For example, the world Economic Forum, in the article “Shaping the Future of Technology Governance: Artificial Intelligence and Machine Learning” argues the side effects of adopting technology in businesses. Some of the challenges identified in this article include potential job displacement and unethical use of data. Thus, although organizations are adopting technology, they must be wary of these issues to ensure appropriate use. Therefore, teleworking is one of the ways COVID-19 has affected workplaces, and it has solved a few problems and posed some risks.

Second, communication in the workplace has been adversely affected by the concept of creating remote teams. Organizational communication is crucial in any company because it helps improve employee engagement, level of trust, and job satisfaction, and morale, all of which are geared towards achieving the set goals (Kniffin et al. 12). In the wake of the coronavirus disease and workers forced to telecommute, it has become challenging to communicate effectively, both horizontally and vertically.

One thing many corporations have gotten wrong is assuming uniformity in team characteristics. Since team virtuality is multidimensional and multi-faceted, workers differ in terms of (a)synchronous electronic communication ability and geographical distribution (Kniffin et al. 12). For these reasons, remote collaboration lacks the communication effectiveness which would be possible through face-to-face interaction. In virtual teams, there is a high likelihood of escalation of such problems as coordination and conflict. Therefore, corporate communication and coordination have become a challenge in workplaces amid the COVID-19 pandemic.

Lastly, the role of leadership and management has been transformed since most organizational activities have either partially or fully shifted online. With the homeworking approach, Sarker argues that leaders and managers do not have the hearty cooperation with workers to ensure they work by the organization’s set principles (2). It has become challenging to determine performance outcomes since millions of workers have been compelled to work from home. To ensure institutional goals are met even amid the pandemic, most administrators have had to improve their persuasion skills. Some of the ways supervisors have done this include communicating what is expected of each worker, openly discussing the organization’s hope, and demonstrating confidence that performance targets can still be achieved even with telecommuting (Dignan).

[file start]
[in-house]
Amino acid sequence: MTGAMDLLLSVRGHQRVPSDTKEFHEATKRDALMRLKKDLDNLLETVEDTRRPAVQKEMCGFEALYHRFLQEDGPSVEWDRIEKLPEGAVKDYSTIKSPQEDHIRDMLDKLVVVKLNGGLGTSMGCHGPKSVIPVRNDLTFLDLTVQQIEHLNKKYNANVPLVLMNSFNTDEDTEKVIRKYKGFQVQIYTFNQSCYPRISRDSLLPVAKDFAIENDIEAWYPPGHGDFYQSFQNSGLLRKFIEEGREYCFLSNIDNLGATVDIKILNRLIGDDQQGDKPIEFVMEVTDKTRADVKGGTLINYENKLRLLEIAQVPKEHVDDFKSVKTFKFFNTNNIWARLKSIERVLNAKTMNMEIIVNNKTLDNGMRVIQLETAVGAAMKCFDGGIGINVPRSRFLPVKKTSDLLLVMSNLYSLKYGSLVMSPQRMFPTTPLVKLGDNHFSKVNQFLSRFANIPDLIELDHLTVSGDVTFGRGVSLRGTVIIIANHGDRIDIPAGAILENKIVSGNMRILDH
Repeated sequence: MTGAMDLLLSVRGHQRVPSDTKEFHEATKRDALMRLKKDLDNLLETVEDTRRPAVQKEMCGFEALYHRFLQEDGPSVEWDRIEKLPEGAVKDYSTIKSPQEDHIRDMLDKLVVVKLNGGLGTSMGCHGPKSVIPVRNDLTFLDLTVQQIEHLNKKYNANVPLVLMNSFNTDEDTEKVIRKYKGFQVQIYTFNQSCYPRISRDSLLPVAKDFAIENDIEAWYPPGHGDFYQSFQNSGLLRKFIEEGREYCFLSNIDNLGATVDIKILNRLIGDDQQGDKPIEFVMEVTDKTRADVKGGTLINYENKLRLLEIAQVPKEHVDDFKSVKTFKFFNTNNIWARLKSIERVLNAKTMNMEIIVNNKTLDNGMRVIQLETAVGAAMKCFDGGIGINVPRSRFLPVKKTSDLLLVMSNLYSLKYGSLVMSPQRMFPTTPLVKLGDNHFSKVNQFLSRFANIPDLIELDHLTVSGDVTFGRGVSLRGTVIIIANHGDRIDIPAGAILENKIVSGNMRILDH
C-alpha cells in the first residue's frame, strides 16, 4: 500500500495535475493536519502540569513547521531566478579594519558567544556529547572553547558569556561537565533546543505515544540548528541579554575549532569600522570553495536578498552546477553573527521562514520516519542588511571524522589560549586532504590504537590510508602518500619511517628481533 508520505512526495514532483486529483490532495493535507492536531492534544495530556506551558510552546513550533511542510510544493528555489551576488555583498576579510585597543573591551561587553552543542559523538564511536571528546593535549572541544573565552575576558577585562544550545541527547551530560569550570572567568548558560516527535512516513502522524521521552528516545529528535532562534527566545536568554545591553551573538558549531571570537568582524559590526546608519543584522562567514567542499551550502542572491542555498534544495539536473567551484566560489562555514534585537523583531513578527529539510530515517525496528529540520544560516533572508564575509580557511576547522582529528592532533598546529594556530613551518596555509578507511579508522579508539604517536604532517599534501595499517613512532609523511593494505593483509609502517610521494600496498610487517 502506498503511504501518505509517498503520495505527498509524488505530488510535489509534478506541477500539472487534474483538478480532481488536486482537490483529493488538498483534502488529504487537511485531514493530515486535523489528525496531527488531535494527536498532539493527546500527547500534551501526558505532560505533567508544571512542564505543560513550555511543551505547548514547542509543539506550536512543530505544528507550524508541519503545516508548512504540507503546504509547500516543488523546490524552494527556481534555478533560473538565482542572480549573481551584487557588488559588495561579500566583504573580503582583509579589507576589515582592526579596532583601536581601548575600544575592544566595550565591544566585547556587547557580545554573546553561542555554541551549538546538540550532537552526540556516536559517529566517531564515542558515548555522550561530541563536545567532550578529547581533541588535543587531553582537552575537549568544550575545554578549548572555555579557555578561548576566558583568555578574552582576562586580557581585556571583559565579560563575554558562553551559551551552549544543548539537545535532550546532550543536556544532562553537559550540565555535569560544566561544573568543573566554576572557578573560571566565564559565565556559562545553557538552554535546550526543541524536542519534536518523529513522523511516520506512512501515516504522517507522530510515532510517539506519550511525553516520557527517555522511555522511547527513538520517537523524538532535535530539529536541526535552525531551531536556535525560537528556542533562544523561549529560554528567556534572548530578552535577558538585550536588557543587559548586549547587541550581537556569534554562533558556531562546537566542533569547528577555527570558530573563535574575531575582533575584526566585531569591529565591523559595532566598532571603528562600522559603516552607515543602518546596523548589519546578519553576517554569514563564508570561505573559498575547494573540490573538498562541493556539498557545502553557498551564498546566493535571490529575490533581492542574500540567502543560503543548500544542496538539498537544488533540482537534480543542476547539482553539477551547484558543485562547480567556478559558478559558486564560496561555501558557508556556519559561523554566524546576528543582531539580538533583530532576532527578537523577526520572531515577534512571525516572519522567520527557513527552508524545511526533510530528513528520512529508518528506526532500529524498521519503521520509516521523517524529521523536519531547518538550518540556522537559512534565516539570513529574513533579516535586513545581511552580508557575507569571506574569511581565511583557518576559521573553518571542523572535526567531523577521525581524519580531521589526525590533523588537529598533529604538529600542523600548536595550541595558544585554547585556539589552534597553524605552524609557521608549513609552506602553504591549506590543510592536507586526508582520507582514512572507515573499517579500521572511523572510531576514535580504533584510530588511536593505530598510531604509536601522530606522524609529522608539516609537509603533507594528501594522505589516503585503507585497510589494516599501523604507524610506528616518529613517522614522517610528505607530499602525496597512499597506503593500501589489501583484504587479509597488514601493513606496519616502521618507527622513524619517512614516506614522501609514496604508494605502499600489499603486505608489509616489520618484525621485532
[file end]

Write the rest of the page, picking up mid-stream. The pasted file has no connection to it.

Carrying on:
This is in line with David’s argument that technological innovations, such as computers, do not have a significant gain in measured productivity (355). Therefore, administrators have been forced to change their leadership styles to monitor performance in response to working from home, but the effectiveness is below expectations.

The influence of Working from Home on Employees’ Productivity (Na)

Employee productivity, which is also known as workplace productivity, is an assessment of the efficiency of employees. Throughout the years, the work structure design has changed to increase workers’ efficiency. Although firms tried to change the architectural design of the workspace to make it more productive, COVID-19 has forced some of its workers to work from home (Kniffin et al. 8).

Working from home (WFH) has gained importance during the quarantine period as many countries enforced physical distancing strategies to keep their employees safe while making sure that they still get their work done. For some, working from home is distracting and draining. However, a study has shown that working from home boosted output by 13% (Myska and Shebbeare). Therefore, despite the challenges involved in working from home, some studies have found an increase in productivity.

WFH influenced the productivity of employees; the impact could be positive or negative, depending on the characteristics, circumstances, and attitudes of the employees (Thorstensson, 18). WFH can positively affect its employees when they feel that they can trust that their organization cares for them and provides them with appropriate training, technology, management, and resources to fulfill their tasks efficiently. It can increase productivity by reducing absenteeism; employees will no longer need to take a day off for sick leaves, family events, adverse weather conditions, or to take care of their children. It might also have positive psychological impacts when employees feel that they don’t have to waste their time, money, and effort on their daily commute to the workspace and parking fees.